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3 years ago

South and North Korean families to spend 11 hours together over three days at family reunions

Arirang News
Arirang News
Now, the next several days are going to be a busy news week in Korea,... as the long-stalled family reunion event, between those separated by the Military Demarcation Line for several decades, will be taking place north of the border.
But before starting a highly emotionally-charged week, we thought we'd start by giving you a preview of what to expect.
Our Unification Ministry correspondent Oh Jung-hee tells us more.
Next Monday, the two Koreas will start their first family reunions in three years... with the mood in Seoul and Pyongyang in full support of cooperation.
The reunions are for families that were torn apart by the Korean War.
Seoul and Pyongyang agreed to hold them when officials met in June for Red Cross talks,... and they'll be held for a week at North Korea's Mount Kumgang resort.
The reunions are held in two rounds -- the first when people chosen by South Korea meet their relatives from the North,... and the second when those chosen by North Korea meet their relatives from the South.
Seoul is sending 89 people, each of whom gets to take a relative with them as a chaperone.
On Sunday, ahead of their trip, the South Koreans will all gather in the eastern city of Sokcho,... where they'll be told about the do's and don'ts while they're in the North.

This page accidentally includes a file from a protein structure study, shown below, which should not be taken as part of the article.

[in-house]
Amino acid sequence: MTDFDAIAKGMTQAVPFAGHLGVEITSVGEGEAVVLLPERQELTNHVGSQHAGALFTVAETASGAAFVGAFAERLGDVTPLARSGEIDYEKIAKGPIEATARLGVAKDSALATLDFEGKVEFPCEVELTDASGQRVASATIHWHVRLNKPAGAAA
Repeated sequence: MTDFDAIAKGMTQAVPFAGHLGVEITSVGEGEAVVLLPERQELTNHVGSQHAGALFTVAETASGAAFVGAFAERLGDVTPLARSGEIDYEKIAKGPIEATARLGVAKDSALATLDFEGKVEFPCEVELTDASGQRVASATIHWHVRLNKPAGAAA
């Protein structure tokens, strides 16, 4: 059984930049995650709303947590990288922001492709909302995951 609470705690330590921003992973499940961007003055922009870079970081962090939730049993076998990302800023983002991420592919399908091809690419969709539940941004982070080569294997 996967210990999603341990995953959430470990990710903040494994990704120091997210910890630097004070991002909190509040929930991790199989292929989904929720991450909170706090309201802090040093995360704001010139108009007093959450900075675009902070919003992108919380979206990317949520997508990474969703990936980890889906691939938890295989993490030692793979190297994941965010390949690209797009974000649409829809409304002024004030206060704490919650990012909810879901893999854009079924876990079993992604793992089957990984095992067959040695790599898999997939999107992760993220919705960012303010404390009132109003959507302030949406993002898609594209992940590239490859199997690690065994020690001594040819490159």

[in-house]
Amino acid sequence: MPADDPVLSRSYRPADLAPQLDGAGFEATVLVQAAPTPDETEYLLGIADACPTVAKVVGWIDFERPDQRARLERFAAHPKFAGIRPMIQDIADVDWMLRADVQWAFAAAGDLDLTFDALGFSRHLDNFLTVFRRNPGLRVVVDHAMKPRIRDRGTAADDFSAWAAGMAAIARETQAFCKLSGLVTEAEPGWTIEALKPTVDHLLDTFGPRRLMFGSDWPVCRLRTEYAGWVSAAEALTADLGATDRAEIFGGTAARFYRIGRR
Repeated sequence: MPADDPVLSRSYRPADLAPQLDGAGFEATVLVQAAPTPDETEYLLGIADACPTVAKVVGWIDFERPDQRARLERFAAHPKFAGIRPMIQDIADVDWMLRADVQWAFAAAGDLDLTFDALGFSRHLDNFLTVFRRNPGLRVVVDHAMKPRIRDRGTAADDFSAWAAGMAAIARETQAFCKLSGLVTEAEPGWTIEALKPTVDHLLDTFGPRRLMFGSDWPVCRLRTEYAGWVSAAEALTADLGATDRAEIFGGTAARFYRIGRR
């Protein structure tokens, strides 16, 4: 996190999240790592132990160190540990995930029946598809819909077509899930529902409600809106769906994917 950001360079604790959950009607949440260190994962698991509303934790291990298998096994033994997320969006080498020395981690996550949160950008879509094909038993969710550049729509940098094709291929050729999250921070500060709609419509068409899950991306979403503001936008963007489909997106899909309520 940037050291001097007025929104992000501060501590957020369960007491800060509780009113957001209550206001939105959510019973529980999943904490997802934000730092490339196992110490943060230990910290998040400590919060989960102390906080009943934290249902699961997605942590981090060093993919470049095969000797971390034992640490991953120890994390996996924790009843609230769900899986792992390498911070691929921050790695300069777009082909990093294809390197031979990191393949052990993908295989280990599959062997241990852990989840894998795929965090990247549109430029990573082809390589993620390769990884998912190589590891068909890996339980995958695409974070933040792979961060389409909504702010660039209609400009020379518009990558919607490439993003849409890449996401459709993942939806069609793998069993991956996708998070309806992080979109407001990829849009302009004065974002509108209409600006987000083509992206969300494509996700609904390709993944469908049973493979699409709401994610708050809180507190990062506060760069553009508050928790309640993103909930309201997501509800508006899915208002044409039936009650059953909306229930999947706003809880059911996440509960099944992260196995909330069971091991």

After spending the night in Sokcho, they'll cross the border on Monday morning.
For three days at North Korea's Mount Kumgang, they'll have 11 hours, divided up into six sessions, to spend time with their long lost relatives -- having meals together and chatting with each other... either in a public meeting room or in their private rooms.
And their tearful reunions will come to a close on Wednesday.
The same schedule will repeat once more for the next four days -- this time, for the 83 people Pyongyang has chosen to meet their relatives from the South.
The week-long family reunions will come to an end on Sunday, August 26th.

Currently, an advance team from South Korea is at the Mount Kumgang resort working with the North Korean authorities to fine-tune the details of the reunion schedule so as to minimize the inconvenience for the participants -- most of whom are in their 80s and 90s and have difficulty moving.
Seoul says it's bringing a lot more support staff than it did for previous reunions and will be caring most of all for the participants' health and safety -- already 9 families have given up participating in the reunions... due to health problems.
Oh Jung-hee, Arirang News.
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